Inspiring Young Readers

posted on 19 Nov 2020

The Song of the Nightingale by Tanya Landman, illustrated by Laura Carlin

What a treat it is to have a new, sumptuous, beautifully produced book by an author and artist at the top of their game. This collaboration between Tanya Landman and Laura Carlin is a feast that shows that the collaborative process can be a whole lot more than the sum of what two people might produce individually.

Landman’s contribution is a new creation myth that tells us – with a nod towards the Just So Stories of Rudyard Kipling – just how the animals got their colour. The world when it was new, we are told, was full of glorious colour but the animals were ‘dull and drab’ – living in outline, just black and white. And so the great painter had to do something about it – ‘SOMETHING MUST BE DONE’, it was decided.

And when the painter set to work, the glorious range of brilliantly coloured animals started to appear:

“As the morning went on she slicked stripes on zebras and painted pentagons on giraffes. She popped penguins into sharp suits, and furnished flamingos with feathers of delicate pink.”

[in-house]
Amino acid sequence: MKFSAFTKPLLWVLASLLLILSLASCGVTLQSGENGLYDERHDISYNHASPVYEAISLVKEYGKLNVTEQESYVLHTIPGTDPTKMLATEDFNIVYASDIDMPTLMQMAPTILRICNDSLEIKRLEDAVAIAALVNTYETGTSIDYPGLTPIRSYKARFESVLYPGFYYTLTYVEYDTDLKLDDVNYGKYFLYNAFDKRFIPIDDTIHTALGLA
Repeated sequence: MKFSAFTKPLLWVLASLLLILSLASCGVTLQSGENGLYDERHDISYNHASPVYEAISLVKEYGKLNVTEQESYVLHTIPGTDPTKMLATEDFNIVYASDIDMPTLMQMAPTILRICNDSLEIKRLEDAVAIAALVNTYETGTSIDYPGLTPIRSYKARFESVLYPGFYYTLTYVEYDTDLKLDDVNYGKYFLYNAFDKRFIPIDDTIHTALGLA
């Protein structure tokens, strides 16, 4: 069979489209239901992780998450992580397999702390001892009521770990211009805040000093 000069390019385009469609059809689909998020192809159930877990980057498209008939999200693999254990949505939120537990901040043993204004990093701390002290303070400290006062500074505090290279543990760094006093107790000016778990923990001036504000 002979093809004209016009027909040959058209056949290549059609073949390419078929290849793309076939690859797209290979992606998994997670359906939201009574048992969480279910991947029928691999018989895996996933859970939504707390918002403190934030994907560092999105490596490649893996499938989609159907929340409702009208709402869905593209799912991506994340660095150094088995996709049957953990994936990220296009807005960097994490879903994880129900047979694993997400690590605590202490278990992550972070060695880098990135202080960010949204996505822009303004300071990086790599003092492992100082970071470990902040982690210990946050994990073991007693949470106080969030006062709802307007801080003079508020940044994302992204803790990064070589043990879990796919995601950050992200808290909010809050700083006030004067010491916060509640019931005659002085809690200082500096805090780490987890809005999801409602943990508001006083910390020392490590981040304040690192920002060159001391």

With hard work all day long, the animals joined the queue to get their colour and as night began to fall the task was complete. Well, nearly complete. One bird that had been nervously hanging back came forward from the trees as the night began to fall and sang with such beauty that the painter was reminded of the splendour of gold. This was the nightingale.

“When the sun goes down and a velvety darkness covers the earth it comes out to sing with its beautiful golden voice.”

And, of course, this isn’t just a creation myth about the flora and fauna, it’s a great big metaphor for the importance of artistic creation and the way in which the artist paints our world into reality.

This is a story that needs big pictures from a talented artist and that’s exactly what the wonderful Laura Carlin gives us. At the Letterpress Project we are great fans of Laura’s interpretation of Ted Hughes’ classic, The Iron Man and we always seek out books she illustrates. Her style is immediately distinctive and her ‘paint-box’ is vibrant and rich but also subtle and, at times, almost naïve.

This is a fabulous book (in the true meaning of that word) and it would make a perfect Christmas gift for any child and any adult with a soul that’s still in one piece.

Terry Potter

November 2020

(Click on any image below to view them in a slide show format)